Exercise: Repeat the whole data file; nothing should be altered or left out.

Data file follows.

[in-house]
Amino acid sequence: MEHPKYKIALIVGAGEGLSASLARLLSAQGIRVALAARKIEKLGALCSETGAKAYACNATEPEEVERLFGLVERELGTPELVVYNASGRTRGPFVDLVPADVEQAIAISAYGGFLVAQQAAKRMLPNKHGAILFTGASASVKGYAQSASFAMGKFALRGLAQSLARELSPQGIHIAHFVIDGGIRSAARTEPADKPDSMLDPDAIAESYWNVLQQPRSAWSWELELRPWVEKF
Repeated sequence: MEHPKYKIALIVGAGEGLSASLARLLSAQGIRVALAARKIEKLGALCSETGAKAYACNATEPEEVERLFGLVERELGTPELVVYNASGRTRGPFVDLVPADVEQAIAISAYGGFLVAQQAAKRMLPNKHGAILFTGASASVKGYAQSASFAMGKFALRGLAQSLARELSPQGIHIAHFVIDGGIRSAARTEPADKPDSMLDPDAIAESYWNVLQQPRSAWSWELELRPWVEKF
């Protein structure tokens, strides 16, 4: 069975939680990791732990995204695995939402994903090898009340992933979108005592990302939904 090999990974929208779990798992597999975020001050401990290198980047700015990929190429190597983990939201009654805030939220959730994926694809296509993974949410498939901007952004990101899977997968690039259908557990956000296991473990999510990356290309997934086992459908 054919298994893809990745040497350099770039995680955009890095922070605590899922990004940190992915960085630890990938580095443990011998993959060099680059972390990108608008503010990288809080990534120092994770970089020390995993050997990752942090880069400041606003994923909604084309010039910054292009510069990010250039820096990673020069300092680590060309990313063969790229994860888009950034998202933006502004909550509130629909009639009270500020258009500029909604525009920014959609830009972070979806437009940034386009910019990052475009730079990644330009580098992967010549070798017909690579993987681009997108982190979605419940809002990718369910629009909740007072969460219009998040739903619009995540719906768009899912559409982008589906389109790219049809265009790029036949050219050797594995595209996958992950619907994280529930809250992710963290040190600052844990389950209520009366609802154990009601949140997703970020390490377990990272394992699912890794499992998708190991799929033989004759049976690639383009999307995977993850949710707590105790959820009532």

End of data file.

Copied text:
[in-house]
Amino acid sequence: MEHPKYKIALIVGAGEGLSASLARLLSAQGIRVALAARKIEKLGALCSETGAKAYACNATEPEEVERLFGLVERELGTPELVVYNASGRTRGPFVDLVPADVEQAIAISAYGGFLVAQQAAKRMLPNKHGAILFTGASASVKGYAQSASFAMGKFALRGLAQSLARELSPQGIHIAHFVIDGGIRSAARTEPADKPDSMLDPDAIAESYWNVLQQPRSAWSWELELRPWVEKF
Repeated sequence: MEHPKYKIALIVGAGEGLSASLARLLSAQGIRVALAARKIEKLGALCSETGAKAYACNATEPEEVERLFGLVERELGTPELVVYNASGRTRGPFVDLVPADVEQAIAISAYGGFLVAQQAAKRMLPNKHGAILFTGASASVKGYAQSASFAMGKFALRGLAQSLARELSPQGIHIAHFVIDGGIRSAARTEPADKPDSMLDPDAIAESYWNVLQQPRSAWSWELELRPWVEKF
């Protein structure tokens, strides 16, 4: 069975939680990791732990995204695995939402994903090898009340992933979108005592990302939904 090999990974929208779990798992597999975020001050401990290198980047700015990929190429190597983990939201009654805030939220959730994926694809296509993974949410498939901007952004990101899977997968690039259908557990956000296991473990999510990356290309997934086992459908 054919298994893809990745040497350099770039995680955009890095922070605590899922990004940190992915960085630890990938580095443990011998993959060099680059972390990108608008503010990288809080990534120092994770970089020390995993050997990752942090880069400041606003994923909604084309010039910054292009510069990010250039820096990673020069300092680590060309990313063969790229994860888009950034998202933006502004909550509130629909009639009270500020258009500029909604525009920014959609830009972070979806437009940034386009910019990052475009730079990644330009580098992967010549070798017909690579993987681009997108982190979605419940809002990718369910629009909740007072969460219009998040739903619009995540719906768009899912559409982008589906389109790219049809265009790029036949050219050797594995595209996958992950619907994280529930809250992710963290040190600052844990389950209520009366609802154990009601949140997703970020390490377990990272394992699912890794499992998708190991799929033989004759049976690639383009999307995977993850949710707590105790959820009532």